“Brain functions are controlled by millions of brain cells. However, in order to understand how the brain controls functions, such as simple reflexes or learning and memory, we must be able to record [Read more…] about New “bionic hybrid neuro chip” to improve understanding of brain function by enabling high-fidelity, long-term recordings of brain cell activity
Below you can find the full transcript of our engaging Q&A session today on memory, memory techniques and brain-healthy lifestyles with Dr. Gary Small, Director of UCLA’s Memory Clinic and Center on Aging, and author of The Memory Bible. You can learn more about his book Here, and learn more about upcoming Brain Fitness Q&A Sessions Here.
Perhaps one of the best questions and answers was:
Question: Gary, you’ve worked many years in this field. Let us in on the secret. What do YOU do you, personally, to promote your own brain fitness?
Answer: I try to get at least 30 minutes of aerobic conditioning each day; try to minimize my stress by staying connected with family and friends; generally eat a brain healthy diet (fish, fruits, vegetables), and try to balance my online time with my offline time. Which reminds me, I think it is almost time for me to sign off line. [Read more…] about Transcript: Dr. Gary Small on Enhancing Memory and the Brain
Training the brain is possible because of neuroplasticity. Our daily experiences can trigger neuroplastic changes in the brain, such as the growth of new brain cells (neurons) and new connections (synapses) between neurons. Plasticity is observed at all ages but is at its peak during brain development, as a baby and then a child learns basic knowledge and skills necessary to survive. We should thus expect that the brain of a baby could be easily trained. This is what Wass and his colleagues recently demonstrated in a new study with 11-month-old babies. [Read more…] about Brain Training for Babies: Hope, Hype, Both?
“7. Doctors and pharmacists will help patients navigate through the overwhelming range of available products and interpret the results of cognitive assessments. This will require significant professional development efforts, given that most doctors today were trained under a very different understanding of the brain than the one we have today.”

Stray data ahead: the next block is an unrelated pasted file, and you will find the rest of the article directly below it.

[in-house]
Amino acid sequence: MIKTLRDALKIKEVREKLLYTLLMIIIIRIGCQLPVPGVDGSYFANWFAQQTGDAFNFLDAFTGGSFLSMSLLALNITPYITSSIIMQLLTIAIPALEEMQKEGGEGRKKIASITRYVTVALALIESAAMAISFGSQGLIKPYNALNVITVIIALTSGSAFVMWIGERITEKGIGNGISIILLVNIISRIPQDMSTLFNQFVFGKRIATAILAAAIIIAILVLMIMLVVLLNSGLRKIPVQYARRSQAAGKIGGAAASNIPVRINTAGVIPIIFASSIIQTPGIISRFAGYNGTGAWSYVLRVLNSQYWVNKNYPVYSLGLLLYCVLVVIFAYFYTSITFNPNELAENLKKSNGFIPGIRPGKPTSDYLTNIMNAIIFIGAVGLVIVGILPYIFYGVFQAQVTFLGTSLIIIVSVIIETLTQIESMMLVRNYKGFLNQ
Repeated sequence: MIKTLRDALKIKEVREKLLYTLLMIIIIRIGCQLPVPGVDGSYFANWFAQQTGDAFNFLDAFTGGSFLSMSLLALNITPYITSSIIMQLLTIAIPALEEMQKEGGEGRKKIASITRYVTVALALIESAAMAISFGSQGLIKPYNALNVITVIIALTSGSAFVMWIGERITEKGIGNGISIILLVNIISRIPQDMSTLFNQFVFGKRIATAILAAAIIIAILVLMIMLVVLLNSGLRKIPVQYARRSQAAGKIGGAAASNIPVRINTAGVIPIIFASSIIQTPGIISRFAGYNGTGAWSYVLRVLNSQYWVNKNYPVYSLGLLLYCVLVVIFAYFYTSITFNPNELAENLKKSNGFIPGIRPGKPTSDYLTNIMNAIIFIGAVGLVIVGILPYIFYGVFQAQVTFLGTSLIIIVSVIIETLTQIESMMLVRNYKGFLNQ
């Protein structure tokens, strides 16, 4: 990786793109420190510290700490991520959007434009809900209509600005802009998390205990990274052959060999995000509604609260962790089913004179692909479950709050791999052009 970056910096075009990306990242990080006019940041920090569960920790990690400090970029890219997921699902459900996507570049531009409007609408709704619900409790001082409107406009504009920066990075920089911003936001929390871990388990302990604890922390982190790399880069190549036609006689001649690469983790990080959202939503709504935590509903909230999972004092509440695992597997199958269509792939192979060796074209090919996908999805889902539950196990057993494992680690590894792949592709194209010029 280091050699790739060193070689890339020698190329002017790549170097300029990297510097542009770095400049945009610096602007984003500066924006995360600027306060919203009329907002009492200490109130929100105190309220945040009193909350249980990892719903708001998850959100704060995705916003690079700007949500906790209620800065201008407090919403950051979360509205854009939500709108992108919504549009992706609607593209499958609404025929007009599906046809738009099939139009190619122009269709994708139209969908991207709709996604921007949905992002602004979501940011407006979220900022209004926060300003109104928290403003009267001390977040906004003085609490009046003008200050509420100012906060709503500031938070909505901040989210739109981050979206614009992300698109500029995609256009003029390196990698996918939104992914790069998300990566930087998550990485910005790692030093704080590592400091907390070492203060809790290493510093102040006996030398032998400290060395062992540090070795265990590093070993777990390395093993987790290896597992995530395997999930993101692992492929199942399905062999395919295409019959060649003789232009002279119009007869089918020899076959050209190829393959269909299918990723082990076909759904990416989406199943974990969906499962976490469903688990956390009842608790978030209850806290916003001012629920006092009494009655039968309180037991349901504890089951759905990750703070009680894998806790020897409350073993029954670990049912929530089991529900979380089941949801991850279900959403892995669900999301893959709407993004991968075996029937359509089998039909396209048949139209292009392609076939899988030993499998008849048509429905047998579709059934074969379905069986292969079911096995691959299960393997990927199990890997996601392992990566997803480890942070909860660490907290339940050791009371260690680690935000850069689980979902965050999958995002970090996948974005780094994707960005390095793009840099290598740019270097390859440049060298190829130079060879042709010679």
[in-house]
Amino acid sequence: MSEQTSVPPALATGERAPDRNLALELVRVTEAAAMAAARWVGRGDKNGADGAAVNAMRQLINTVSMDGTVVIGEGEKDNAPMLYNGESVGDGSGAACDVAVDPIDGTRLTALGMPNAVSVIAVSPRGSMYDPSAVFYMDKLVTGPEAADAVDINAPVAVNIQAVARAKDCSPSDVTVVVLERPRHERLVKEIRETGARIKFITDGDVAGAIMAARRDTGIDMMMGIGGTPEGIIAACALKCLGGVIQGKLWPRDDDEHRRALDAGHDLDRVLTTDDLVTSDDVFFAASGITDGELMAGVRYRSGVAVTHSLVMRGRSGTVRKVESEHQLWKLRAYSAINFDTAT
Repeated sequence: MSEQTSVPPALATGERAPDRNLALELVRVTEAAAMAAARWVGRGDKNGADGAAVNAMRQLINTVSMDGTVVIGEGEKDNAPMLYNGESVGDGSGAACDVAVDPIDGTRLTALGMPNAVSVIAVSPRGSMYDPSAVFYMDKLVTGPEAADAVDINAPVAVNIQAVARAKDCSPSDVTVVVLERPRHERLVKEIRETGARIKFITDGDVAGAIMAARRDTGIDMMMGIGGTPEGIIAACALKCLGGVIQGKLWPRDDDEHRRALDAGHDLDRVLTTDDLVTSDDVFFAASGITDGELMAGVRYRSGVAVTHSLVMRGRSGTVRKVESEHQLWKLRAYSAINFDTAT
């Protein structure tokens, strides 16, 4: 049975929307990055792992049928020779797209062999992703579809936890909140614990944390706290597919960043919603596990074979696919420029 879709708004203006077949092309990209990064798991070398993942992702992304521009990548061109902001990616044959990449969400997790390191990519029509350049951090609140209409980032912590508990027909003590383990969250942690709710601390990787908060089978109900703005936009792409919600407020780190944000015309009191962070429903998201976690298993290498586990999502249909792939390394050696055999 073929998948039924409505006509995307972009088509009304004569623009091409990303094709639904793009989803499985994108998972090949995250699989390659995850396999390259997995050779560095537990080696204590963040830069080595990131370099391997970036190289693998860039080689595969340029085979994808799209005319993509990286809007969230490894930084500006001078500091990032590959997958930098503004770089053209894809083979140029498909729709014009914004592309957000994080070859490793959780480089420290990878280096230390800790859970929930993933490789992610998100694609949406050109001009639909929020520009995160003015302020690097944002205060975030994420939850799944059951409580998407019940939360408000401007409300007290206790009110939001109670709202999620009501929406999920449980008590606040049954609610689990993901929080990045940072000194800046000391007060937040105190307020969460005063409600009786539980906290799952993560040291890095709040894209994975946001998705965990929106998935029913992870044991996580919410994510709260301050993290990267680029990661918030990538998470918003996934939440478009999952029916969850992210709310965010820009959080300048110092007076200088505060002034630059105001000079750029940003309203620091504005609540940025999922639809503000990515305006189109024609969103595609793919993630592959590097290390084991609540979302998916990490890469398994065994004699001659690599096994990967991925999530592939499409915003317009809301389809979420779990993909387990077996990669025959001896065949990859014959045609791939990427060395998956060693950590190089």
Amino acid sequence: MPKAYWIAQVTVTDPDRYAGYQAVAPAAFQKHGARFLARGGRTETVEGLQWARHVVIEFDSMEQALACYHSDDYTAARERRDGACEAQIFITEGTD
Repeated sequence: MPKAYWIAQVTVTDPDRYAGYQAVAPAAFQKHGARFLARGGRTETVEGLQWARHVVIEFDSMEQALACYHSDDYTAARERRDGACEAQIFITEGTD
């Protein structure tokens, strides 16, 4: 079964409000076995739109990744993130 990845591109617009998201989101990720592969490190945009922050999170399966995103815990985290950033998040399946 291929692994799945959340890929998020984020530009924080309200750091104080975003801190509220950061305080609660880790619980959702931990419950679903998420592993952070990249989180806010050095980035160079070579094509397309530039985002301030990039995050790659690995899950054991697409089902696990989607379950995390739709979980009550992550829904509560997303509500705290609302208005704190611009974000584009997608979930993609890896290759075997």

The American Medical News, a weekly newspaper for physicians published by the American Medical Association, just published an excellent article along those lines:
Steps to a nimble mind: Physical and mental exercise help keep the brain fit
— Neuroscience is uncovering techniques to prevent cognitive decline.
A few quotes:
- It’s an example that highlights a wave of new thinking about the importance of brain fitness.
- Until recently, conventional wisdom held that our brains were intractable, hard-wired computers. What we were born with was all we got. Age wore down memory and the ability to understand, and few interventions could reverse this process. But increasingly, evidence suggests that physical and mental exercise can alter specific brain regions, making radical improvements in cognitive function.
- With nearly 72 million Americans turning 65 over the next two decades, physicians need the tools to handle growing patient concerns about how to best maintain brain health. Armed with this new brand of science, frontline physicians will be better equipped to address the needs of aging baby boomers, already in the throes of the brain fitness revolution.
- “Encourage them to exercise the brain in novel and complex ways,” he says.
Full article: here
One of the physicians quoted in the article is Gary J. Kennedy, MD, Director of the Division of Geriatric Psychiatry at Montefiore Medical Center in NYC and a professor in the Dept. of Psychiatry and Behavioral Sciences at Albert Einstein College of Medicine.
To put the AMA article in better perspective for SharpBrains readers, we asked Dr. Kennedy a few follow-up questions. Below you have his questions.
Alvaro Fernandez (AF): Can you summarize how cognitive functions tend to evolve as we age?
Gary Kennedy (GK): As we age cognitive functions that rely on [Read more…] about Physical and mental exercise to prevent cognitive decline
We just received these two very thought-provoking essays on Alzheimer’s Disease and brain health, as part of a writing workshop, led by Susan Hill in Lakeland, Florida, with a group of grade 9–11 homeschoolers.
Without further ado, here you are both Essays:
Essay A. Preventing Alzheimer’s at Work
– By Josh H
5,000,000: that is the number of people in the United States alone who are affected by Alzheimer’s disease. Research has shown that those who held jobs such as sanitation workers or trash collectors in their 30s, 40s, and 50s are more at risk for Alzheimer’s disease than people who held jobs such as doctors or scientists at the same age. If everyone knew this, the world would benefit, and it could impact the lives of everyone.